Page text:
Yes, their moral compass is set firmly to ‘toxic’ and their political stance is as sophisticated as painting by numbers, but tabloid articles are a peerless example of what Hemingway meant when he said: “Prose is architecture not interior decoration.”

What the tabloids understand is storytelling. They know how to digest complex facts and regurgitate them as something accessible and highly palatable. Conveying a narrative tabloid-style means capturing the whole story in the headline, first couple of sentences and picture caption. The reader understands immediately not just what they’re being told, but how they should feel about it too.

The tabloids are also very good at humour. I give you the Sun’s front page when George Michael was caught in a compromising position in a public toilet: “Zip Me Up Before You Go Go.” Dolly Parton, queen of the towering wigs, rhinestones and trowelled-on makeup, once said, “it costs a lot of money to look this cheap.” Tabloid journalists might say that it takes an awful lot of skill to write this simply. Summing up a story in a few pithy, easily understood and often funny sentences is a skill that all of us who write interpretation should aspire to master.

museum interpretation
The Sun's front page from 6th February 1992 © The Sun

Let’s look in detail at a tabloid story to see what we can learn; another vintage example from The Sun from February 1992. The headline screams “It’s Paddy Pantsdown”, the subtitle says: “He said: I had a five month fling with my secretary. Wife says: We’ve been happy for thirty years.” You don’t even have to read the rest of the story to know how it pans out, but now you’re hooked. The first two lines of the article give you the facts: “It was the day Liberal Democrat leader Paddy Ashdown owned up to a five-month love affair with his secretary”. The final blow, and the one that really tells you what you should be thinking, is the photo caption. In the picture he looks shifty, with his arm round his wife, who stares at him with murder in her eyes. Underneath: “Still close…Paddy Ashdown gets the support of loyal wife Jane yesterday.”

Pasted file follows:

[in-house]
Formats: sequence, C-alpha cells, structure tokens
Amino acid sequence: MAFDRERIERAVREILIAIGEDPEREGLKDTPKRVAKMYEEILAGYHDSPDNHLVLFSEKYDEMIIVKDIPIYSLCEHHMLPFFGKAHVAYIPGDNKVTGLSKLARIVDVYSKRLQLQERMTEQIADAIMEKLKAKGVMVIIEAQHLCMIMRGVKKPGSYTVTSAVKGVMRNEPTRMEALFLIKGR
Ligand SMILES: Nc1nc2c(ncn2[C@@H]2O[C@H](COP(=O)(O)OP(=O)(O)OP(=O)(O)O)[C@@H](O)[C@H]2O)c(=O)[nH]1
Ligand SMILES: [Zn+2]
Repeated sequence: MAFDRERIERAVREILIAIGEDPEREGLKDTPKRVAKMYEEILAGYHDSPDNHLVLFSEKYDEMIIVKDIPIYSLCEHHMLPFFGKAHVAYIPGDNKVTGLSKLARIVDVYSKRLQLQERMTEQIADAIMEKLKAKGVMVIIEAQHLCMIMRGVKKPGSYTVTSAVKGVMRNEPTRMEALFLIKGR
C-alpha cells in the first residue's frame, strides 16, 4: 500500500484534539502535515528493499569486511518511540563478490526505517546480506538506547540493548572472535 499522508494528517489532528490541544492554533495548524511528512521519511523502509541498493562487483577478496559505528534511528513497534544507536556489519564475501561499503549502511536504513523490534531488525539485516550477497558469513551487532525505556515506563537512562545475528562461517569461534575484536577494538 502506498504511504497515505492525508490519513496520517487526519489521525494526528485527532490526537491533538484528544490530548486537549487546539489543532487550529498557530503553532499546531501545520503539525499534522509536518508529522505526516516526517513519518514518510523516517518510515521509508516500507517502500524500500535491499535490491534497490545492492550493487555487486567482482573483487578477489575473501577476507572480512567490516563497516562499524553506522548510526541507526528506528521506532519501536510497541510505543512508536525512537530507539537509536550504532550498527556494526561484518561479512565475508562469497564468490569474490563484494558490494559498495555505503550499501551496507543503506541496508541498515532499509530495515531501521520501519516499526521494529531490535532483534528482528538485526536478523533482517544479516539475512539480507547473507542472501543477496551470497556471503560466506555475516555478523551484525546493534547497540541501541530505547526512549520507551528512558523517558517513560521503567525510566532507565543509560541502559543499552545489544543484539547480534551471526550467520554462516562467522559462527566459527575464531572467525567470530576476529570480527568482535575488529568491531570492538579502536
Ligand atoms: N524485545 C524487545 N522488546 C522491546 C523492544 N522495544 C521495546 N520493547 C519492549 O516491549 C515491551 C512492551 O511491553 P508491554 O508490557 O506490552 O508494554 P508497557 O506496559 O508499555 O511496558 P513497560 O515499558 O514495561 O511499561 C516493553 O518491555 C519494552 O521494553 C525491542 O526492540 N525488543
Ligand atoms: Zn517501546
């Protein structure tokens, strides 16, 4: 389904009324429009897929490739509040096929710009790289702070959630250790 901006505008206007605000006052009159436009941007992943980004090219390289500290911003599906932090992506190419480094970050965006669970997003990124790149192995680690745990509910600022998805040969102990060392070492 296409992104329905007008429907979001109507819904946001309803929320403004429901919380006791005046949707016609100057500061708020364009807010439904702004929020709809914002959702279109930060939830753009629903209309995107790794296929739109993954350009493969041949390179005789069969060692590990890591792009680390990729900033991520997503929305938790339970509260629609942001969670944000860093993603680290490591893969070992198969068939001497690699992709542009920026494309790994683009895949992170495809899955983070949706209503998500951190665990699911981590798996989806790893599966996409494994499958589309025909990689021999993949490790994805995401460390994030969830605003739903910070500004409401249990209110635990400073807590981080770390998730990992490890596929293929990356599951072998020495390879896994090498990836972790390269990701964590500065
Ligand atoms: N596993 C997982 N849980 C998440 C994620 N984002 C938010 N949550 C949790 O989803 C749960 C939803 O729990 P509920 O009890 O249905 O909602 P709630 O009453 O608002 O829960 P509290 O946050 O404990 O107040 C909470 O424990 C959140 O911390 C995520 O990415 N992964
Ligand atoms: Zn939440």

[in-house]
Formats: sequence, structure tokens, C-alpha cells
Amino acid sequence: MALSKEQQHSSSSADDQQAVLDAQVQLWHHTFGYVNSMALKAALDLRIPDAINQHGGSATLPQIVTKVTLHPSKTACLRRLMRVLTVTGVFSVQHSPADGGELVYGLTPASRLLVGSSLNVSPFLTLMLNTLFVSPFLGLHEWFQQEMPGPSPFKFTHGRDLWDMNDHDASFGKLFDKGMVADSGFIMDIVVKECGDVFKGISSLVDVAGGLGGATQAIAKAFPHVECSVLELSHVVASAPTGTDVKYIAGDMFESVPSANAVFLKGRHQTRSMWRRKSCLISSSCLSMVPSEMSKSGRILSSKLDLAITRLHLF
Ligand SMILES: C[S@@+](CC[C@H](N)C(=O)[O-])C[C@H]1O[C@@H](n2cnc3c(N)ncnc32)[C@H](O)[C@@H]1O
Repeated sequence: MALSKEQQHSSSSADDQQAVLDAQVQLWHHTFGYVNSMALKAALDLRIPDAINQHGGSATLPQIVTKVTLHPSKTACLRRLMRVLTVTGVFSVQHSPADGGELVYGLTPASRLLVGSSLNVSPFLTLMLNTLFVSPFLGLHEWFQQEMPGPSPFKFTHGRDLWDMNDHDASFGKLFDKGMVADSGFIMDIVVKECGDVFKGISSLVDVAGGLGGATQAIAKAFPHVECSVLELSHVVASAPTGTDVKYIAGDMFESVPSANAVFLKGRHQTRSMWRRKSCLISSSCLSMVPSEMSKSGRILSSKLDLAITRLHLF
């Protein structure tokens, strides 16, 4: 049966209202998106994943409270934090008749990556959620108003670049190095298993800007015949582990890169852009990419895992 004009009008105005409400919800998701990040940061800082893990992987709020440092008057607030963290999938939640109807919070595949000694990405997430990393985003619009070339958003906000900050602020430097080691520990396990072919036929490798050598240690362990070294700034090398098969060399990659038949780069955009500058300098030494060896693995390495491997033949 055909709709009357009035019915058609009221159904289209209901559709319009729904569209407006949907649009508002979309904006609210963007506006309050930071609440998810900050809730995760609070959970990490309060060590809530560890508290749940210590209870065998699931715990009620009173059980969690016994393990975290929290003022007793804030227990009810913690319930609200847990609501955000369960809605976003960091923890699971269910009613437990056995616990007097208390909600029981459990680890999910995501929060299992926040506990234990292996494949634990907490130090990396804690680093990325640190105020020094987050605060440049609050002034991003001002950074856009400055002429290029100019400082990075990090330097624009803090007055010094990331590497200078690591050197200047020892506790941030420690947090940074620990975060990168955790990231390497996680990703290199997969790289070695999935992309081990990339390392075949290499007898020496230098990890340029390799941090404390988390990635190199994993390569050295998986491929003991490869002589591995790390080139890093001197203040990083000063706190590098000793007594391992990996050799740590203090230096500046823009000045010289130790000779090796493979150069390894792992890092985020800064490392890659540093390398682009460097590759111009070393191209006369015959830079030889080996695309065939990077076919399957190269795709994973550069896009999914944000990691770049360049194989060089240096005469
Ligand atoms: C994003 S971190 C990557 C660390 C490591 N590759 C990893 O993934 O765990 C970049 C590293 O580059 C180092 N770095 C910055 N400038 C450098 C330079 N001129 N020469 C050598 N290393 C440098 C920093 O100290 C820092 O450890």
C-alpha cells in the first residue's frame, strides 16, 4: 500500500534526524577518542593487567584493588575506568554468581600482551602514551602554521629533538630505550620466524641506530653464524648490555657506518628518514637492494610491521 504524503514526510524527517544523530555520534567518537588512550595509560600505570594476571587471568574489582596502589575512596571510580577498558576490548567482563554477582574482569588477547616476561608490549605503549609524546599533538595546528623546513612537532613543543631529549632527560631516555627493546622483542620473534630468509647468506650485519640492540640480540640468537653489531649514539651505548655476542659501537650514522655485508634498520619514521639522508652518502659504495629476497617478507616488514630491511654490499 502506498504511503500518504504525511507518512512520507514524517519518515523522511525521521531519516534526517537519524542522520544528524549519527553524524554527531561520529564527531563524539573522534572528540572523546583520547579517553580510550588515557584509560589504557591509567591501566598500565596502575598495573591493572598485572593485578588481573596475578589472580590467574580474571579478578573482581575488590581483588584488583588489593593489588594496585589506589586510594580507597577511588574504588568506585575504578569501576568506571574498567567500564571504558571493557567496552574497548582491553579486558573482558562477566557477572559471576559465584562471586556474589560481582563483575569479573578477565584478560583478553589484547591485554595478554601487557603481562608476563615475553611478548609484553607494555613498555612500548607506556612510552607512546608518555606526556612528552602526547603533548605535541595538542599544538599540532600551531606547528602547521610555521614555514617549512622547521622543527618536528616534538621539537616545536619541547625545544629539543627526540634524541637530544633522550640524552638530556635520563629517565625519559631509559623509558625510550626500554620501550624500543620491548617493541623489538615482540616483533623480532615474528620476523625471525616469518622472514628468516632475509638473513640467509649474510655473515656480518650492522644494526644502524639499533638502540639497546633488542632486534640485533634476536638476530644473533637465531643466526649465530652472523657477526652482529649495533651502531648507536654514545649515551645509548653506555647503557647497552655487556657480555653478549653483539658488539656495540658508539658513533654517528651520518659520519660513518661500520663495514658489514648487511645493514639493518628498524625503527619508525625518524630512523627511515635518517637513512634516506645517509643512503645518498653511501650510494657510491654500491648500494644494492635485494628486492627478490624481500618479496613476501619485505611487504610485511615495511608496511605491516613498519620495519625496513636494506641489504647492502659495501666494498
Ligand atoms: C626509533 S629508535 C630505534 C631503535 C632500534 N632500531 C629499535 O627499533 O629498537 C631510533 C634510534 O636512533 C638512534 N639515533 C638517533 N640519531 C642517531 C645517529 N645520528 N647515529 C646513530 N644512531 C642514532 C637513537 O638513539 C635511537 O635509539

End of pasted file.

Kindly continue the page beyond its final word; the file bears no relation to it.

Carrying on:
This piece has everything. It grabs your attention with humour, reels you in with human interest and hinted-at salacious detail, then sticks the knife into its subject, leaving the reader comfortably on the moral high ground. A masterclass in storytelling in under 500 words.

So how can we harness the tabloids’ powers for good when we’re writing interpretation text? First, be clear about the one thing you want visitors to take away from your panel. If you can’t sum it up in one sentence you need to think harder. It’s often tempting to just get on with spewing out deathless prose, but as Mark Twain said, “I didn’t have time to write a short letter, so I wrote a long one instead.” Once your message is clear, identify what will grab the reader’s attention. Is there a people story nestled amongst the facts? Bring it to the fore; once you’ve captured the reader’s attention you can take them anywhere, but if you start with dry facts many of them won’t read any further.

Now write two introductory sentences that encapsulate the message. Choose photos and write captions which reinforce your message. Sprinkle in a bit of humour. Congratulations – you have channelled your inner tabloid sub-editor!

So let’s put aside our discomfort about their morals and politics, and embrace the tabloids’ unsung talent as storytellers extraordinaire. Let’s beat them at their own game, and give our visitors engaging, lively, funny and completely compelling interpretation.

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